Earlier this week, Austin said he was “the all-around best player in the draft.” I’m not so sure I’d go that far, but I have spoken before about how Austin didn’t receive the praise he deserved.
Now, NFL scouts have seen first-hand what kind of a player Austin can be.
Austin was the first wide receiver to run the forty yard dash and ran it in admirable fashion. Austin finished with the second best time, with a time of 4.34 seconds. He was second only to Texas Longhorns‘ receiver Marquise Goodwin, who ran a 4.27 forty.
The fastest time ever recorded at the NFL Combine was Tennessee Titans‘ running back Chris Johnson, who ran a 4.24 forty. Austin finished only one tenth of a second away from the all-time record. Goodwin was even closer.
In addition to the crazy forty yard dash time Austin laid down at the combine, he also bench pressed 225 pounds 14 times, showcasing a large amount of strength for someone who only weighs 175 pounds.
Austin continues to impress early on in the draft process, and one could only think he is one player who has benefited greatly from the combine. Projected to be drafted late in the first round before the combine, I will be very surprised if Austin drops very late in the first round at all.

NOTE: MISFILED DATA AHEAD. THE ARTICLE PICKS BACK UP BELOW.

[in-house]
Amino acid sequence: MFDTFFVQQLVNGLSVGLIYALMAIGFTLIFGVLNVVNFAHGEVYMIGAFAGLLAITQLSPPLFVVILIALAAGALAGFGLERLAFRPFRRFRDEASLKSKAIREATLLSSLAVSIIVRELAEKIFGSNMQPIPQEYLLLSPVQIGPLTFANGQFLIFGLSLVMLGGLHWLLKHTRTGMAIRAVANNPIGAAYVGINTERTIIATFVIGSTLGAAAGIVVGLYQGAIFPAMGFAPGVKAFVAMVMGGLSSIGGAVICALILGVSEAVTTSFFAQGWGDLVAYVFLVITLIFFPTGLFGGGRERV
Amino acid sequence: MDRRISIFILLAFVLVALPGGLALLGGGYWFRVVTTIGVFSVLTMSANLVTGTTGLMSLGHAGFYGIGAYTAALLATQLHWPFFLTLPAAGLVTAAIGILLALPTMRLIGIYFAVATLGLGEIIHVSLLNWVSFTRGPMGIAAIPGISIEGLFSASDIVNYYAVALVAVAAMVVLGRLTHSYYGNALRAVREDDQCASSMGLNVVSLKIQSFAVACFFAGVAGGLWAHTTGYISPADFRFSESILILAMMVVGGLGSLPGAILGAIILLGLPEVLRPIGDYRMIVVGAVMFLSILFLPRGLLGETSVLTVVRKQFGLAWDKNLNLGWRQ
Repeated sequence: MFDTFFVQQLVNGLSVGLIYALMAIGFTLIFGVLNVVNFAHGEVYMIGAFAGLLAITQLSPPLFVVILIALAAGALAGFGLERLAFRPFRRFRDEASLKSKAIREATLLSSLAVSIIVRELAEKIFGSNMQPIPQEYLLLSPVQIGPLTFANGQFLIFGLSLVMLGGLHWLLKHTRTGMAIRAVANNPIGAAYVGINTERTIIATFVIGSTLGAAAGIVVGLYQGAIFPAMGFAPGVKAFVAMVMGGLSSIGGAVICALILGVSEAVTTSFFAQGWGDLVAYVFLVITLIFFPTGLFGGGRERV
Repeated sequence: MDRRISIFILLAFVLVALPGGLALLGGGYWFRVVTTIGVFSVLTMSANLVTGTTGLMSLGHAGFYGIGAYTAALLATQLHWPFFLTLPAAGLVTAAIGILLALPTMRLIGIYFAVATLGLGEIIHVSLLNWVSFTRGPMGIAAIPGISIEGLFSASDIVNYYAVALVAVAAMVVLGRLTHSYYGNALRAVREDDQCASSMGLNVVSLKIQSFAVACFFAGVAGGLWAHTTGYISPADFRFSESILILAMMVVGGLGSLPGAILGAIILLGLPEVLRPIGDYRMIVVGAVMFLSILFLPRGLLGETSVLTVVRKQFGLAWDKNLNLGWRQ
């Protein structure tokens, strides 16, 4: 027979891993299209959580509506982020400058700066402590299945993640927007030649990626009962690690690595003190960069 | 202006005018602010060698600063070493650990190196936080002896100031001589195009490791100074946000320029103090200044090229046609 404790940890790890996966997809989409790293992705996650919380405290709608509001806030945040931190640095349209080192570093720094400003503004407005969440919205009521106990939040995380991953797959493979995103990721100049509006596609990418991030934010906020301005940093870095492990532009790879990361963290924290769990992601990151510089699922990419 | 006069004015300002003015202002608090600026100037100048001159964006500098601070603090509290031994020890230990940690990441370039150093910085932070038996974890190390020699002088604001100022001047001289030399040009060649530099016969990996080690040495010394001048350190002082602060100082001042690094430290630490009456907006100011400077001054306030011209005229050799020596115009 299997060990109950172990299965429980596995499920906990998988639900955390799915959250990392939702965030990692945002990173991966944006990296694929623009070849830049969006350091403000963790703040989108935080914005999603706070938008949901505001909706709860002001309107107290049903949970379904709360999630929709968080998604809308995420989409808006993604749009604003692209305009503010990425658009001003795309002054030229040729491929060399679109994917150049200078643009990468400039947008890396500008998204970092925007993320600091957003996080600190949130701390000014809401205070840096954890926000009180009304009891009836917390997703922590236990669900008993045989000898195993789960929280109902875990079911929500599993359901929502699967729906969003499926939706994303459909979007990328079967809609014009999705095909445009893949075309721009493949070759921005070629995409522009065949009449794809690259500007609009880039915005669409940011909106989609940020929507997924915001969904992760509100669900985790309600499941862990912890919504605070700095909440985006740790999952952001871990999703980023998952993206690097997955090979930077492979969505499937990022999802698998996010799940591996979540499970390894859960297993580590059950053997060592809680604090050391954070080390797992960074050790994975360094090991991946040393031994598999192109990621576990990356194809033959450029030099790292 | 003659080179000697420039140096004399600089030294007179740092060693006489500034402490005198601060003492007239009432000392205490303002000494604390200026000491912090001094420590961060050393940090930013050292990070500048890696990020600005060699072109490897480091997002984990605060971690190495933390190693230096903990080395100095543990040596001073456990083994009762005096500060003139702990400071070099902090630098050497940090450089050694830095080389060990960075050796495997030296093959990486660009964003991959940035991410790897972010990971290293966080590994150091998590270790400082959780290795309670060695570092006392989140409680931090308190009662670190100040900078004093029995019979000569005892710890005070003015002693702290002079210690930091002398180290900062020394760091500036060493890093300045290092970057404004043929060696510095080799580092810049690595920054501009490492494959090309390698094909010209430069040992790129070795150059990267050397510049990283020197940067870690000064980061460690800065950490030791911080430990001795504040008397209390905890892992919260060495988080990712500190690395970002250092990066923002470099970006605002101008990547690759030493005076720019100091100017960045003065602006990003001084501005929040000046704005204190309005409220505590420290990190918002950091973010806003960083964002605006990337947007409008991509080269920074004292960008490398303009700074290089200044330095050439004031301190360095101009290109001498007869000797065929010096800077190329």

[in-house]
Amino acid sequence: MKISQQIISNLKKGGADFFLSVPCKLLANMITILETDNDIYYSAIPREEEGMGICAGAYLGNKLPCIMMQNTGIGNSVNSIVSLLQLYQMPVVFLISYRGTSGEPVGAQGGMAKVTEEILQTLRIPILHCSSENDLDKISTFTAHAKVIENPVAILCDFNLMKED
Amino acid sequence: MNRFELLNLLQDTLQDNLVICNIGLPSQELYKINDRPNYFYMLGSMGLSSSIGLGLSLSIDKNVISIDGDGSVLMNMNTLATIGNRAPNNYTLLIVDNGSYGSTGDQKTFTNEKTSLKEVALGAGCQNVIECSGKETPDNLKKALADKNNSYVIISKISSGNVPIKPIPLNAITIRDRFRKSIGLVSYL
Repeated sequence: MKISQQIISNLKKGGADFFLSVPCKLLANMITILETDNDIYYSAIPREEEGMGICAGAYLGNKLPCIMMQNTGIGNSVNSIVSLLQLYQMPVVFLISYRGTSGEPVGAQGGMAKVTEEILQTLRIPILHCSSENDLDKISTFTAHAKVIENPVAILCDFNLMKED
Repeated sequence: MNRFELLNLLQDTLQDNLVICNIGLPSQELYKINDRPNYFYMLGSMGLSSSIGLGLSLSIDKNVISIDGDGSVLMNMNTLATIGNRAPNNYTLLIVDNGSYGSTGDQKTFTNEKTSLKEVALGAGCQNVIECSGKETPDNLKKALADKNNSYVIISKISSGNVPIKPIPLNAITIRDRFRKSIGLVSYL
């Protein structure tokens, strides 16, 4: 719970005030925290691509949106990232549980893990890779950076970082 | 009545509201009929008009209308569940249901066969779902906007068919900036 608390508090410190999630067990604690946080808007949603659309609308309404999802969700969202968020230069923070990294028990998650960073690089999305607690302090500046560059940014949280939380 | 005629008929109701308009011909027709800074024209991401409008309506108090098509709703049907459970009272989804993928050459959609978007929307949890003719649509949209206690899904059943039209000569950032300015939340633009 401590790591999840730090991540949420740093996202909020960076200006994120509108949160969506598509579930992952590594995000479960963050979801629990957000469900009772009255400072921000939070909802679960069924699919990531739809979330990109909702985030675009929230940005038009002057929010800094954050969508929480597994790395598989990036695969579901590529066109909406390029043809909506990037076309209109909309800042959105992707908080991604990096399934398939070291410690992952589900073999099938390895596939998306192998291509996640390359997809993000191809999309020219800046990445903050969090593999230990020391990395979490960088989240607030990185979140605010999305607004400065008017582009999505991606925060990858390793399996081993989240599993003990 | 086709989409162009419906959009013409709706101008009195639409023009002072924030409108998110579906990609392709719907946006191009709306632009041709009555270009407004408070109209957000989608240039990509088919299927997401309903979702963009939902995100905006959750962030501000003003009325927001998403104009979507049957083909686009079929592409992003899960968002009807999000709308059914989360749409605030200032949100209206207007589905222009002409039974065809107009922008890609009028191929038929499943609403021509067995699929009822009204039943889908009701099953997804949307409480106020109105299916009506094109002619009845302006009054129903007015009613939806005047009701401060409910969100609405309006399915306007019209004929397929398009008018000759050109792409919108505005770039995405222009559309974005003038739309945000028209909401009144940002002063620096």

I think given his production in college and his performance at the combine, teams will be crazy to pass over Austin. He has the potential to make the sort of impact New England Patriots wide receiver Wes Welker has made in the NFL.
Welker is also an undersized receiver, weighing only 185 pounds. Austin is ten pounds lighter than Welker, much faster and more agile.
Another interesting similarity between Welker and Austin is both played under coach Dana Holgorsen. Welker played for Holgorsen with the Texas Tech Red Raiders when Holgorsen coached the inside receivers the year before being elevated to offensive coordinator. Austin played under Holgorsen at WVU.
I think it’s safe to say Austin has risen his draft stock and could go much higher in the first round than anyone imagined.